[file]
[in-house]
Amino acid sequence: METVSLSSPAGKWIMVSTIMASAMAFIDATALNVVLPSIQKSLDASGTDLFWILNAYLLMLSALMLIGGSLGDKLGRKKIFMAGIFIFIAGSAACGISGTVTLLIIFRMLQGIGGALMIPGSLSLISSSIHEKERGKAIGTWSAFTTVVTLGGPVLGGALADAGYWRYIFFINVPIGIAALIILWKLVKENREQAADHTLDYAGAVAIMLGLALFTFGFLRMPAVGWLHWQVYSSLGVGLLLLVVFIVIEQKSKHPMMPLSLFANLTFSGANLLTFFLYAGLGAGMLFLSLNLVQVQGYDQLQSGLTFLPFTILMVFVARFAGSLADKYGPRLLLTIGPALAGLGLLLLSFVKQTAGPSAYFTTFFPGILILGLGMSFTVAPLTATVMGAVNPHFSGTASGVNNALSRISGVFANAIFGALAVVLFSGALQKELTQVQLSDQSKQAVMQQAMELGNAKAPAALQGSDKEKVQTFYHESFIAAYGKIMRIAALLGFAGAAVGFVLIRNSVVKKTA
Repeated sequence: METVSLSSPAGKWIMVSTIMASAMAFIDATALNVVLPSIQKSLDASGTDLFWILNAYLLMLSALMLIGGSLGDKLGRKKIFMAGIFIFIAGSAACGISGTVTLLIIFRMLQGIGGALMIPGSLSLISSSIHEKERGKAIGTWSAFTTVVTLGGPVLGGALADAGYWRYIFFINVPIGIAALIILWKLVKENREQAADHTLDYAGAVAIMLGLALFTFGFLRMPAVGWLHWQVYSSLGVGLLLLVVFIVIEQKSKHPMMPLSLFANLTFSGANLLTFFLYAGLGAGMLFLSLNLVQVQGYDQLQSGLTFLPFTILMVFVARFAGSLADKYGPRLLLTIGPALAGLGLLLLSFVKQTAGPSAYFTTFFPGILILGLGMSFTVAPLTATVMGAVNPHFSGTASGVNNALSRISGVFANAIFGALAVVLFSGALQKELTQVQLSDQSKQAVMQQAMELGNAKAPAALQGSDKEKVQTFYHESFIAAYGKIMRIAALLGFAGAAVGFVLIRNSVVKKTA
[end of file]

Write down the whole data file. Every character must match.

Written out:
[in-house]
Amino acid sequence: METVSLSSPAGKWIMVSTIMASAMAFIDATALNVVLPSIQKSLDASGTDLFWILNAYLLMLSALMLIGGSLGDKLGRKKIFMAGIFIFIAGSAACGISGTVTLLIIFRMLQGIGGALMIPGSLSLISSSIHEKERGKAIGTWSAFTTVVTLGGPVLGGALADAGYWRYIFFINVPIGIAALIILWKLVKENREQAADHTLDYAGAVAIMLGLALFTFGFLRMPAVGWLHWQVYSSLGVGLLLLVVFIVIEQKSKHPMMPLSLFANLTFSGANLLTFFLYAGLGAGMLFLSLNLVQVQGYDQLQSGLTFLPFTILMVFVARFAGSLADKYGPRLLLTIGPALAGLGLLLLSFVKQTAGPSAYFTTFFPGILILGLGMSFTVAPLTATVMGAVNPHFSGTASGVNNALSRISGVFANAIFGALAVVLFSGALQKELTQVQLSDQSKQAVMQQAMELGNAKAPAALQGSDKEKVQTFYHESFIAAYGKIMRIAALLGFAGAAVGFVLIRNSVVKKTA
Repeated sequence: METVSLSSPAGKWIMVSTIMASAMAFIDATALNVVLPSIQKSLDASGTDLFWILNAYLLMLSALMLIGGSLGDKLGRKKIFMAGIFIFIAGSAACGISGTVTLLIIFRMLQGIGGALMIPGSLSLISSSIHEKERGKAIGTWSAFTTVVTLGGPVLGGALADAGYWRYIFFINVPIGIAALIILWKLVKENREQAADHTLDYAGAVAIMLGLALFTFGFLRMPAVGWLHWQVYSSLGVGLLLLVVFIVIEQKSKHPMMPLSLFANLTFSGANLLTFFLYAGLGAGMLFLSLNLVQVQGYDQLQSGLTFLPFTILMVFVARFAGSLADKYGPRLLLTIGPALAGLGLLLLSFVKQTAGPSAYFTTFFPGILILGLGMSFTVAPLTATVMGAVNPHFSGTASGVNNALSRISGVFANAIFGALAVVLFSGALQKELTQVQLSDQSKQAVMQQAMELGNAKAPAALQGSDKEKVQTFYHESFIAAYGKIMRIAALLGFAGAAVGFVLIRNSVVKKTA